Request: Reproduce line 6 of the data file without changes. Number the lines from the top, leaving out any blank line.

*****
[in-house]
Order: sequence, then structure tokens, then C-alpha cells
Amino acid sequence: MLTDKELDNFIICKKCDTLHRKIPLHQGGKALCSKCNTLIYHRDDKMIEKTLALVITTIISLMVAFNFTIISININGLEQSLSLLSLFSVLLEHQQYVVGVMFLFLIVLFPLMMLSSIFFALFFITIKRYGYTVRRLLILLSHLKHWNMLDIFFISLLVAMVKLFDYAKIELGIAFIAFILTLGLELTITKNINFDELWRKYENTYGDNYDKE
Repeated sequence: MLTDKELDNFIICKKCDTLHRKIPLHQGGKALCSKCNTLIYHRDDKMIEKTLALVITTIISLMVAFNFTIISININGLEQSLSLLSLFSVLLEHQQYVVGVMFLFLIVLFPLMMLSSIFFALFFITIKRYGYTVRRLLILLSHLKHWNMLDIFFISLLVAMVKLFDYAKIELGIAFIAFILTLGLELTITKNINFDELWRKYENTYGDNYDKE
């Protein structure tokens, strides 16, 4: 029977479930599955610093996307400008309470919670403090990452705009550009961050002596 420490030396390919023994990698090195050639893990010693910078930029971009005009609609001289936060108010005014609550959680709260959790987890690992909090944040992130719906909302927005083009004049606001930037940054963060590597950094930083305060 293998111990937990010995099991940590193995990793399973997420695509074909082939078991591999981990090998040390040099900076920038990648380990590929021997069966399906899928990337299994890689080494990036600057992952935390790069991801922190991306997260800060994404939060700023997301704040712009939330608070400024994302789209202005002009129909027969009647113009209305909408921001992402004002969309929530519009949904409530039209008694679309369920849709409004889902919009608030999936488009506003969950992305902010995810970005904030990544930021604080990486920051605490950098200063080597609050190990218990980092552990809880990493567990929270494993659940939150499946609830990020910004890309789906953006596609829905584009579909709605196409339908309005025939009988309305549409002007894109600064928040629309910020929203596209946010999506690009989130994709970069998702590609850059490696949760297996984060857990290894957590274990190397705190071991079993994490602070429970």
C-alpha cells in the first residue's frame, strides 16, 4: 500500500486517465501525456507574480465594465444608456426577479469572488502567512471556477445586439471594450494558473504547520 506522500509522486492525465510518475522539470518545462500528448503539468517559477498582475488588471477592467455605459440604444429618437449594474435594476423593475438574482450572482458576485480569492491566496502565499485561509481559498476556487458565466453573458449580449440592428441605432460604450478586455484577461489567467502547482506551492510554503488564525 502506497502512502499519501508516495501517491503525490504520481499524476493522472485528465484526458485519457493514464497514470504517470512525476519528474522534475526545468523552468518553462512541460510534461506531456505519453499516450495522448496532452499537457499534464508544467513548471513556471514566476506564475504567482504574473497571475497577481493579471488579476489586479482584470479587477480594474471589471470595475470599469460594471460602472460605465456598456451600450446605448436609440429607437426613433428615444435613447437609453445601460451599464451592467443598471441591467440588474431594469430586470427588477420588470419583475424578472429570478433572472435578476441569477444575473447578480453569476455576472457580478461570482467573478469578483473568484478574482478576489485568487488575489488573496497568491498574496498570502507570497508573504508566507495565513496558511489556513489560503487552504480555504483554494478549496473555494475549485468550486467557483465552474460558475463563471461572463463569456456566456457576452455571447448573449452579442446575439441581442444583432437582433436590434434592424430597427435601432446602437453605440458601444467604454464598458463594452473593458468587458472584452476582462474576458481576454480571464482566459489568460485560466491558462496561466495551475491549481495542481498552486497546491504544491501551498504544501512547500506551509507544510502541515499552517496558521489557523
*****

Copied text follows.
C-alpha cells in the first residue's frame, strides 16, 4: 500500500486517465501525456507574480465594465444608456426577479469572488502567512471556477445586439471594450494558473504547520 506522500509522486492525465510518475522539470518545462500528448503539468517559477498582475488588471477592467455605459440604444429618437449594474435594476423593475438574482450572482458576485480569492491566496502565499485561509481559498476556487458565466453573458449580449440592428441605432460604450478586455484577461489567467502547482506551492510554503488564525 502506497502512502499519501508516495501517491503525490504520481499524476493522472485528465484526458485519457493514464497514470504517470512525476519528474522534475526545468523552468518553462512541460510534461506531456505519453499516450495522448496532452499537457499534464508544467513548471513556471514566476506564475504567482504574473497571475497577481493579471488579476489586479482584470479587477480594474471589471470595475470599469460594471460602472460605465456598456451600450446605448436609440429607437426613433428615444435613447437609453445601460451599464451592467443598471441591467440588474431594469430586470427588477420588470419583475424578472429570478433572472435578476441569477444575473447578480453569476455576472457580478461570482467573478469578483473568484478574482478576489485568487488575489488573496497568491498574496498570502507570497508573504508566507495565513496558511489556513489560503487552504480555504483554494478549496473555494475549485468550486467557483465552474460558475463563471461572463463569456456566456457576452455571447448573449452579442446575439441581442444583432437582433436590434434592424430597427435601432446602437453605440458601444467604454464598458463594452473593458468587458472584452476582462474576458481576454480571464482566459489568460485560466491558462496561466495551475491549481495542481498552486497546491504544491501551498504544501512547500506551509507544510502541515499552517496558521489557523